Mobile isn’t just an aspect of the shopping experience—increasingly it is the shopping experience. So it’s critical to have an in-store mobile strategy that engages the shopper, every step of the way.

Once we have the shopper’s attention on the phone, we can leverage it increase sales in the store. Research indicates that the more shoppers use digital during the shopping journey, the greater the likelihood of conversion. If a shopper uses digital before and during a shopping visit, he is 40% more likely to make a purchase—a huge lift.4

mobile-usage-lift


But despite shoppers’ desire for a web-like experience in the store, in-store digital communication is still in its infancy. Few retailers are doing it well at scale. The playing field is level, and there’s a huge opportunity for fast-acting, forwarding-thinking retailers. Seventy percent of companies say that being recognized as an early adopter is important or critical to their brand position.5   By adopting a strong in-store digital communication strategy, companies benefit in two ways: they create a better shopping experience (helping them compete against online rivals) and they enhance the perception of their brand.

Security and Privacy

When designing an in-store interactive digital experience, it’s important to remember that the real world is messy. With a website or mobile app, you can generally assume the user is in front of her screen, that you have her attention (at least for the moment), that she is in a private or semi-private place, and that she’s connected. Not so for the in-store digital experience. Any interactive in-store experience must be able to handle situations like the following:

  • The shopper identified by the beacon is near the kiosk, but not paying attention to it.
  • A different shopper, not identified by the beacon, is watching the kiosk instead.
  • Two users identified by a beacon may enter the store at the same time.
  • Wireless connectivity in the store may be down.
  • The shopper may feel uncomfortable having his information displayed on a digital display, especially if it’s a big one.
In order to address these concerns, the innovation team put the prototype through two different use-case scenarios. In the first scenario, the shopper (Alice) has installed the mobile app but hasn’t created an account yet. In the second scenario, the shopper (Mitch) has downloaded the app and has registered using his Facebook login. Let’s take a closer look.

Alice – Privacy First

Alice has expressed interest in the brand by downloading the app, but she isn’t yet comfortable sharing her contact information. When she enters the store, the kiosk can’t identify her as Alice, but it knows that someone interested in soccer has arrived based on the information stored in her app. In response, the kiosk starts displaying personalized content, transitioning from a generic attract loop to a soccer-related video that will resonate with Alice. For Alice, the new video is a happy coincidence. For other shoppers in the store, it appears to be just another transition to a new video.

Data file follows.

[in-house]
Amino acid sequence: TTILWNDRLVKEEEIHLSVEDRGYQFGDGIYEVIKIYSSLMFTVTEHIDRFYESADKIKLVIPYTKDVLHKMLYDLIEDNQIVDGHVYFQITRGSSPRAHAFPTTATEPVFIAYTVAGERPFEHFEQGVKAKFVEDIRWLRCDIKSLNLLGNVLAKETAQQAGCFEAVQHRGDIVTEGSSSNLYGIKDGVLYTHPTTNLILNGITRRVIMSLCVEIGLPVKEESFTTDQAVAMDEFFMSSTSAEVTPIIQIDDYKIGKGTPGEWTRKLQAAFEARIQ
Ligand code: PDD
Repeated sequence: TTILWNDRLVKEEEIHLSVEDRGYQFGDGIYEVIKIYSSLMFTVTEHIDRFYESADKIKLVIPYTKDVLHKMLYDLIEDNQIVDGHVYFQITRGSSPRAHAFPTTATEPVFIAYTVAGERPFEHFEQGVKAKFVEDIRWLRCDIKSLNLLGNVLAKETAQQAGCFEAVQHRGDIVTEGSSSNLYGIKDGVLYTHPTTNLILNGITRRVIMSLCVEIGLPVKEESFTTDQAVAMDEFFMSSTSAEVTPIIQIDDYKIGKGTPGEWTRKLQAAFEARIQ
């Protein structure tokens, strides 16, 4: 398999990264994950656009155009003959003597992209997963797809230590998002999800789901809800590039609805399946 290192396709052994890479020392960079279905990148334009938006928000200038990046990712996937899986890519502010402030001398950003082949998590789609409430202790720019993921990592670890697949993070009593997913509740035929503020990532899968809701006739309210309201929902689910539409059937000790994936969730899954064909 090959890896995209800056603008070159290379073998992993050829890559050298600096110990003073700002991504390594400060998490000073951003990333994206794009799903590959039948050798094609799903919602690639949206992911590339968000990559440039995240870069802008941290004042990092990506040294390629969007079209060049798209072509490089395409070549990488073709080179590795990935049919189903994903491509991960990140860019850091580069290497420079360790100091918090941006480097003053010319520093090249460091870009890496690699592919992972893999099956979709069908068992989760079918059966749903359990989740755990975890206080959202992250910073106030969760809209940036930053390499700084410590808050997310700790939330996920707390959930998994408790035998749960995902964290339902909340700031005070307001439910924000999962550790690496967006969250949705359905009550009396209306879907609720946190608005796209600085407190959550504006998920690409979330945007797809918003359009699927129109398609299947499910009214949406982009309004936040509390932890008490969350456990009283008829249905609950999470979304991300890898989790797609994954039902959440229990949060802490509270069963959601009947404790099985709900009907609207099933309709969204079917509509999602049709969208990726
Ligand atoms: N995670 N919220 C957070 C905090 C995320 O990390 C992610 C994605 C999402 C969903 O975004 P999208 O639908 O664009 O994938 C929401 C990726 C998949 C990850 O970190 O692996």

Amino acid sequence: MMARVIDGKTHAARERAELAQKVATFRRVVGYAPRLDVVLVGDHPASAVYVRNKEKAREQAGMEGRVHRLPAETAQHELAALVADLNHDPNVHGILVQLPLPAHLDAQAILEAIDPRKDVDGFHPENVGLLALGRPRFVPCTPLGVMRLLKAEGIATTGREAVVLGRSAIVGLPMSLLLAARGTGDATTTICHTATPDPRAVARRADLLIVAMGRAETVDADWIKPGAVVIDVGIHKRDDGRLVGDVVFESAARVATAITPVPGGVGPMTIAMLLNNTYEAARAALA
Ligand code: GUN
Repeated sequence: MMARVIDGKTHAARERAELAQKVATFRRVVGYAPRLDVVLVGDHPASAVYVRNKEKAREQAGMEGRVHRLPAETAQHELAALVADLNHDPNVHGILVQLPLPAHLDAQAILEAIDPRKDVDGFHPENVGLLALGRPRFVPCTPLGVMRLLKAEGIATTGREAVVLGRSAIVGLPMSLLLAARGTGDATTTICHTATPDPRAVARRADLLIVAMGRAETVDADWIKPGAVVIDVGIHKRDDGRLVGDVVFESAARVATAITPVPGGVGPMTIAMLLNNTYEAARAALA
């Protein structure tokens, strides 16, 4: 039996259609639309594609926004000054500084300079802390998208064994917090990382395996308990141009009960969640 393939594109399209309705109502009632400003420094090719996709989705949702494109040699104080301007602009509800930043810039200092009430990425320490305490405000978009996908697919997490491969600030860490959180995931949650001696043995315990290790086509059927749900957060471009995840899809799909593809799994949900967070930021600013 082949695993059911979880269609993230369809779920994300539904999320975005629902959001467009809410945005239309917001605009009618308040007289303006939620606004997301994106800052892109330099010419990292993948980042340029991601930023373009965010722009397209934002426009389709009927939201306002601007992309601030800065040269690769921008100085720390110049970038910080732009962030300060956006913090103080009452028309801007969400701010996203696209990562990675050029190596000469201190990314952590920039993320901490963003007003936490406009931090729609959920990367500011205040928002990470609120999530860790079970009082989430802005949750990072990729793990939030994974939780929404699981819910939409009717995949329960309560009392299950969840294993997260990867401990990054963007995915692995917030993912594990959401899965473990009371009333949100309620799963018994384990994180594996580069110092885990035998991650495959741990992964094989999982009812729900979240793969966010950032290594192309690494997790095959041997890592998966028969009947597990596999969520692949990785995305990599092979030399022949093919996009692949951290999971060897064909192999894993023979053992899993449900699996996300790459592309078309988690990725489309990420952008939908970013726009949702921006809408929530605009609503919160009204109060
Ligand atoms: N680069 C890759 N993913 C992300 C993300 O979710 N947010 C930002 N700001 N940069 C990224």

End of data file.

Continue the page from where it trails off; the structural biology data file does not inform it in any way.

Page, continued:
alice-enters-the-store


A personalized attract loop plays when Alice enters the store

As Alice approaches the kiosk, the screen transitions from the soccer video to the online catalog, defaulting to the shoes Alice looked at online. Nothing on the screen indicates that the shoes are specifically for Alice. It simply appears to be a natural transition from the soccer video that was just playing. For Alice, though, this transition is a time-saver: now she won’t have to search through the entire catalog for the shoes she picked out earlier. And her desire for privacy has been respected as well.

alice-sees-catalog


The online catalog defaults to the shoes Alice has expressed interest in

Mitch – Convenience First

The innovation team also wanted to explore the possibilities for a shopper looking for a more highly personalized in-store experience. That’d be Mitch—he’s got a profile in the app where he stores items he’s picked out online.

In brainstorming different ways to craft a highly unique in-store experience for Mitch, we soon determined that he would have to explicitly log in to the kiosk before it started displaying any of his personal information. There’s a simple reason for that: although beacons are excellent at pinpointing the shopper’s location, they can’t determine the direction the shopper is facing or if someone else without the app is standing in front of the kiosk instead.